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Legal Insights and Perspectives for the Healthcare Industry

In the face of the coronavirus (COVID-19) pandemic, the US president’s National Emergency Declaration, issued on March 13, set in motion several actions required of other agencies to provide the regulatory relief needed to ensure that healthcare providers have flexibility in responding quickly to the growing need in the United States.

First, the secretary of the US Department of Health and Human Services (HHS) issued a Waiver or Modification of Requirements under Section 1135 of the Social Security Act on March 13, with a retroactive effective date of March 1, 2020 (1135 Waiver). The 1135 Waiver suspends certain Medicare, Medicaid, and Children’s Health Insurance Program requirements “only to the extent necessary, as determined by the Centers for Medicare & Medicaid Services” to meet the needs of those programs’ participants and to assure that providers furnishing care to such participants in good faith are reimbursed.

The 1135 Waiver enumerates waivers that may modify or suspend Medicare/Medicaid conditions of participation and certification requirements, program participation requirements for physicians and other healthcare practitioners, certain preapproval or preauthorization requirements, certain EMTALA requirements, Stark Law requirements, and other statutory and regulatory provisions.

Concurrent with the 1135 Waiver, the Centers for Medicare & Medicaid Services (CMS) issued a COVID-19 Emergency Declaration Health Care Providers Fact Sheet (CMS Fact Sheet) that lists a number of blanket waivers applicable to the provider community concerning stabilization and screening of patients coming to the emergency room and flexibility that can be initiated during the COVID-19 pandemic including, for example:

  • Skilled Nursing Facilities – waiving the legal requirement for a three-day prior hospitalization for coverage of a SNF benefit
  • Critical Access Hospitals – waiving the requirements that CAHs limit the number of beds to 25 and that the length of stay be limited to 96 hours
  • Housing acute care patients in excluded distinct part units, allowing acute care hospitals to house acute care patients in excluded distinct part units
  • Durable Medical Equipment – allowing DME suppliers to waive the face-to-face requirements to replace damaged or lost DME without a new medical necessity form, or physician’s order
  • Waiving out-of-state licensing requirements applicable to Medicare and Medicaid
  • Creating an expedited enrollment process for provider enrollment in Medicare
  • Extension and waivers of timelines for Medicare appeals

HHS also issued a Finding on the same day that permits CMS to waive the three-day inpatient stay requirement for the skilled nursing facility (SNF) benefit. This allows hospitals and entities to discharge SNF patients and transfer them in relation to the “spell of illness” benefit and should provide for the ability of facilities to make room in distinct part units for surge capacity while appropriately assuring care for SNF patients without delay.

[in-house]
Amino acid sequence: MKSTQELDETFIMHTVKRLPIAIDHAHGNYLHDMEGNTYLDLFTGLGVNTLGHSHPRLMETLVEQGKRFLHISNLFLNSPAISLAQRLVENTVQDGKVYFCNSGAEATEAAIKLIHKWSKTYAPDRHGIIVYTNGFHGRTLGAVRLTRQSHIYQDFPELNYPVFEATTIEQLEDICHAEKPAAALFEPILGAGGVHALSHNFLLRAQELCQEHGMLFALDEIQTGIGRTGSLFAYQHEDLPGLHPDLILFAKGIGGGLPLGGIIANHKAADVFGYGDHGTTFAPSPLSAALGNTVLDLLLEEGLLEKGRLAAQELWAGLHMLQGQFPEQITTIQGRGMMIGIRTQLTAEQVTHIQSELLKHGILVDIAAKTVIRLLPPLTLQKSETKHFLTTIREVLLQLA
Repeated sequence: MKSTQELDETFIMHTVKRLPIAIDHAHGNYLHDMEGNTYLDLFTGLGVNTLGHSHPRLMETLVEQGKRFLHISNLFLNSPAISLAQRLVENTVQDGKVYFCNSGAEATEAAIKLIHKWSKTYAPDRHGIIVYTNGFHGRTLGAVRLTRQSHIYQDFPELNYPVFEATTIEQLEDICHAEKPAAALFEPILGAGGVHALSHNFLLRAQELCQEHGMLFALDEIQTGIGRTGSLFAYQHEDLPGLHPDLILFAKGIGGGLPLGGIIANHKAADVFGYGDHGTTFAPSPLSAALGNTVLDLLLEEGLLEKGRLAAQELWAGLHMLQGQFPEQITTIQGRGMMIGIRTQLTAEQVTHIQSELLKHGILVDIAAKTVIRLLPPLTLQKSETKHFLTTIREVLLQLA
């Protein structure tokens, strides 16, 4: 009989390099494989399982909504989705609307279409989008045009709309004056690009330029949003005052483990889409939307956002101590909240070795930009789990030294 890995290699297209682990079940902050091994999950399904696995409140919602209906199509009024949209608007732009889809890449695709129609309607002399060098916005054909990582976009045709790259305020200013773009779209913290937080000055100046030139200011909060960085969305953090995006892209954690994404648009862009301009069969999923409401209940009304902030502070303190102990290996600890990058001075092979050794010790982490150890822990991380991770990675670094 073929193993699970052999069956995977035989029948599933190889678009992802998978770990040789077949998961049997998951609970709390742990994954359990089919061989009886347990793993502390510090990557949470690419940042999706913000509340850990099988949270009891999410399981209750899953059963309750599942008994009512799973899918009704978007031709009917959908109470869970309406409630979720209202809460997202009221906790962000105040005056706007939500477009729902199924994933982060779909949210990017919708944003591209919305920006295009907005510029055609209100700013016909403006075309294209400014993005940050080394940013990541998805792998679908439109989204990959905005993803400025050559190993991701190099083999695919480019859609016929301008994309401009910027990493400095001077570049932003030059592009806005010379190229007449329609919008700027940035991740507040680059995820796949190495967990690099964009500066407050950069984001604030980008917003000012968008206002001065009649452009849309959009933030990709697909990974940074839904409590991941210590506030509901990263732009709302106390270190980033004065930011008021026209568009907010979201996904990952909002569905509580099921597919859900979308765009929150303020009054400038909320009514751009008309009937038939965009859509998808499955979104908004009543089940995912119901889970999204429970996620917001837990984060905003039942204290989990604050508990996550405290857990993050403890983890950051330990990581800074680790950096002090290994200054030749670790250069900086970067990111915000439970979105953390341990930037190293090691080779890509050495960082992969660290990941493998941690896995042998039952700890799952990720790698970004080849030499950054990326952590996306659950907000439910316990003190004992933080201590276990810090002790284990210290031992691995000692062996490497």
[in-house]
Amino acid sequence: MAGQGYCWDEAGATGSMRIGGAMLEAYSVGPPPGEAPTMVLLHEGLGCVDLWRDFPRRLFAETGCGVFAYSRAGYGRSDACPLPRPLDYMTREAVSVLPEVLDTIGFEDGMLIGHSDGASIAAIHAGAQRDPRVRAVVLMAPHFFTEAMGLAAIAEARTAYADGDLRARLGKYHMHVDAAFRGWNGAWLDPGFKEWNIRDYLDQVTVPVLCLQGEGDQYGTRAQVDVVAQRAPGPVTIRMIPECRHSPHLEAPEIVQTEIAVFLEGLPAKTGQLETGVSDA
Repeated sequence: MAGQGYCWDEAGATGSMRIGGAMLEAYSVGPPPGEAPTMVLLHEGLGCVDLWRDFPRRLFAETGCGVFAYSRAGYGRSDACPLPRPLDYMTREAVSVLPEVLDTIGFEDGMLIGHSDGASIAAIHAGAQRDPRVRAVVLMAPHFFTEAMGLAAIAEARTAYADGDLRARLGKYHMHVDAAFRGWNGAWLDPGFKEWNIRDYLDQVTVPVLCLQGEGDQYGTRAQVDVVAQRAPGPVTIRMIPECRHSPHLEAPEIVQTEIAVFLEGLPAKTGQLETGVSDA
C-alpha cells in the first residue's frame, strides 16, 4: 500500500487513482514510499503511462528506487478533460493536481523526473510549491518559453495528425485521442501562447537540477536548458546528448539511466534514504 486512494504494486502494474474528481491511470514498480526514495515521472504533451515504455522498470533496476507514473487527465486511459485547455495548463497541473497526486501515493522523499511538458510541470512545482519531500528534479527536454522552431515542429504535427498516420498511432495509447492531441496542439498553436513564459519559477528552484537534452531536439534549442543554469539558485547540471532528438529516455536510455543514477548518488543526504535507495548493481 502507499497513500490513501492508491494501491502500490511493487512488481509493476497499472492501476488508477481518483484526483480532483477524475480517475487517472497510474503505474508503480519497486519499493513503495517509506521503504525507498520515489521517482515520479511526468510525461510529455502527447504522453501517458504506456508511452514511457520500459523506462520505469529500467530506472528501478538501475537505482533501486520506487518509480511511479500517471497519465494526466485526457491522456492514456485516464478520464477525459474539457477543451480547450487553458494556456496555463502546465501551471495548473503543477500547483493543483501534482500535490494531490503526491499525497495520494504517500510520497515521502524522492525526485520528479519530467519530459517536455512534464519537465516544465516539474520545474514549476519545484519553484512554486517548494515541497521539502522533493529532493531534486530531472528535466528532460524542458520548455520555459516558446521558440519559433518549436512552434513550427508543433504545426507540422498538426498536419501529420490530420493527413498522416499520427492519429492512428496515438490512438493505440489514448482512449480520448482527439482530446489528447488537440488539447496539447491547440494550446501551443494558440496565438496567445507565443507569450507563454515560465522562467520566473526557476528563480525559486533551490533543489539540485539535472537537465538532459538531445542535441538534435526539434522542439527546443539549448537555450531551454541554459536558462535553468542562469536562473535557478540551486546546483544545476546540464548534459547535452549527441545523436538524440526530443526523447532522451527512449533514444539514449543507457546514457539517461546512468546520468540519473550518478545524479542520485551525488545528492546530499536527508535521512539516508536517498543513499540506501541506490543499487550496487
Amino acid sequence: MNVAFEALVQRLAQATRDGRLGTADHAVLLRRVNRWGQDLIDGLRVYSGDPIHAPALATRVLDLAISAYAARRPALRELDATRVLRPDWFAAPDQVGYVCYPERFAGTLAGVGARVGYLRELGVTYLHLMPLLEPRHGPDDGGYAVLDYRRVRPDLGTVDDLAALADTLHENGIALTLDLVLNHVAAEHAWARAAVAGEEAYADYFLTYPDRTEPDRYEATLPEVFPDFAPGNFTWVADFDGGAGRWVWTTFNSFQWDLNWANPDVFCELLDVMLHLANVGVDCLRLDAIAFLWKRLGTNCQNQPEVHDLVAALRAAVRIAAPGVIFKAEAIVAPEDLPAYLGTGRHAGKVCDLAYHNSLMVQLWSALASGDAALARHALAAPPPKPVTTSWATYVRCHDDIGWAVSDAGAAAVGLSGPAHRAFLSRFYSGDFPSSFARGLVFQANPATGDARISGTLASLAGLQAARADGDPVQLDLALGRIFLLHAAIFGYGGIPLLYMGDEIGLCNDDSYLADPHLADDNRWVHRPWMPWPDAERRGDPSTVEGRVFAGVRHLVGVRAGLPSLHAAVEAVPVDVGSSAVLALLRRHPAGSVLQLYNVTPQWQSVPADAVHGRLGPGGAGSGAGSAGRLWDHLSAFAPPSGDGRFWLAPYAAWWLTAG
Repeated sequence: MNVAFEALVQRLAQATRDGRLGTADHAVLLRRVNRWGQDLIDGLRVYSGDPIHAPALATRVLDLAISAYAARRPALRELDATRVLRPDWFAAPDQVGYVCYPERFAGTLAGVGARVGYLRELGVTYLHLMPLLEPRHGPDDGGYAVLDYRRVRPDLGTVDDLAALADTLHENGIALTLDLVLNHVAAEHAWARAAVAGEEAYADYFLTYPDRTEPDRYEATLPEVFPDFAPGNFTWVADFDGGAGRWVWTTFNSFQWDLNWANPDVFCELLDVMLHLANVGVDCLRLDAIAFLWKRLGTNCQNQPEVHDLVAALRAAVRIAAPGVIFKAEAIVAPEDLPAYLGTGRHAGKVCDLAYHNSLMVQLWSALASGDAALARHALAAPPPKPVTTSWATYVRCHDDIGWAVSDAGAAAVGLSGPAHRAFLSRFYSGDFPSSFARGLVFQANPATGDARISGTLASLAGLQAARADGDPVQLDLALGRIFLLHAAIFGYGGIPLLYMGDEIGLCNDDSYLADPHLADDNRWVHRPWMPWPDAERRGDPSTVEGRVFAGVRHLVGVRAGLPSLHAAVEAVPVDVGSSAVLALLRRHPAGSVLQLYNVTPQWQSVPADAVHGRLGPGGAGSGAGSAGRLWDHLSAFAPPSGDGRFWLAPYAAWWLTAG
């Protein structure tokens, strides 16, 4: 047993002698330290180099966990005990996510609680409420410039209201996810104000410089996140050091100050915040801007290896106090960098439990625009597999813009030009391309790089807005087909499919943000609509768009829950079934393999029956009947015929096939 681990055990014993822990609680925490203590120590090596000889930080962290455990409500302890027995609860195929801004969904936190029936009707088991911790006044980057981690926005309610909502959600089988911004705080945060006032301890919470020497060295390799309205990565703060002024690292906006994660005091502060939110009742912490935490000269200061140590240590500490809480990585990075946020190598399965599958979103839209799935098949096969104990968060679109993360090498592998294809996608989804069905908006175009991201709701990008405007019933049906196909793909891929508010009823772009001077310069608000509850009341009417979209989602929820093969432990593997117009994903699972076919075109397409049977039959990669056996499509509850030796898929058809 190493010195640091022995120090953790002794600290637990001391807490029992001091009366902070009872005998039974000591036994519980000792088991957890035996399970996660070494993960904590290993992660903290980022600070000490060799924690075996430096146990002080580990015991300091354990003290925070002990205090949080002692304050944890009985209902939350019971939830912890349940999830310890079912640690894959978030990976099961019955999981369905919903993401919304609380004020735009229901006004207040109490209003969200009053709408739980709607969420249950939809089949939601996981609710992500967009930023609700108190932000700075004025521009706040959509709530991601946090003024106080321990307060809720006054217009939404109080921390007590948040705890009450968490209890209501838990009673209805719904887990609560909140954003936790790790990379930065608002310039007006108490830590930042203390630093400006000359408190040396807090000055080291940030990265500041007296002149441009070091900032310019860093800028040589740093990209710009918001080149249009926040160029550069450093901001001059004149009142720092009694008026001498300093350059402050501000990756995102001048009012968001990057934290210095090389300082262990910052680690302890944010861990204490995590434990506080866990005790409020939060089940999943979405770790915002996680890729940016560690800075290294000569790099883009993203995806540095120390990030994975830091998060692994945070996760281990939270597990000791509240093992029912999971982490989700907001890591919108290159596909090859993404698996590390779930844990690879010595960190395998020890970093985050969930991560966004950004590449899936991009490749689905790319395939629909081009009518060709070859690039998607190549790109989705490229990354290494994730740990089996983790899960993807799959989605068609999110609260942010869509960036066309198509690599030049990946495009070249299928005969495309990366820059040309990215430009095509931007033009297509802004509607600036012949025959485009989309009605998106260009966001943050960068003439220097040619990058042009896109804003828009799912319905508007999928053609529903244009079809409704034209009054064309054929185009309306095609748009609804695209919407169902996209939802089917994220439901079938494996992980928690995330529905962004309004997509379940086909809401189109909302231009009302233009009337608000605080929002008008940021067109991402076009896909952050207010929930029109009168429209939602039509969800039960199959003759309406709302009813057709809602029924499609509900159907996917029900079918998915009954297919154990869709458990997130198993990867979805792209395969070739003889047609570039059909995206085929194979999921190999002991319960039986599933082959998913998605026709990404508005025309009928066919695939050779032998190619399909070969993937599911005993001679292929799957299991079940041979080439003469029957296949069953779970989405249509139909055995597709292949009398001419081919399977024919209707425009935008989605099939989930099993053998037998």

Additionally, HHS/CMS has issued a number of waivers implementing the Coronavirus Preparedness and Response Supplemental Appropriations Act (CPRSAA) with regard to the Medicare telehealth waiver. For more information including links to important resources, please see our March 17, 2020, LawFlash - HHS and States Relax Telehealth Licensing Rules for Healthcare Professionals Amid COVID-19 Emergency and March 16, 2020, blog post - CMS Issues Program Instructions for Medicare Telehealth Waiver.

We have received questions and are aware that not all issues have been addressed by CMS in its 1135 Waiver. If the activities for which a provider seeks a waiver from regulatory restraint are listed on the CMS Fact Sheet or explicitly described in an agency finding, there is no need to pursue an individual waiver as CMS has pre-emptively made the “determination” necessary under the 1135 Waiver authority.

However, if there is a regulatory burden/issue that falls within the enumerated authority of the 1135 Waiver that has not been addressed by the CMS Fact Sheet or agency finding, providers should consider seeking an individual waiver request by making application to their CMS regional office. CMS has posted guidance on the waiver process to its website, although there is no particular form.

New issuances, waivers, guidelines, and directives are being issued daily during this pandemic. To obtain the most updated information, please subscribe to our COVID-19 resource page as we are compiling and updating resources daily in an effort to capture and synthesize this data for clients.

We welcome questions and input during this time, and seek to provide as much help and support for our healthcare clients to allow them to treat patients and address the needs of their healthcare workforce.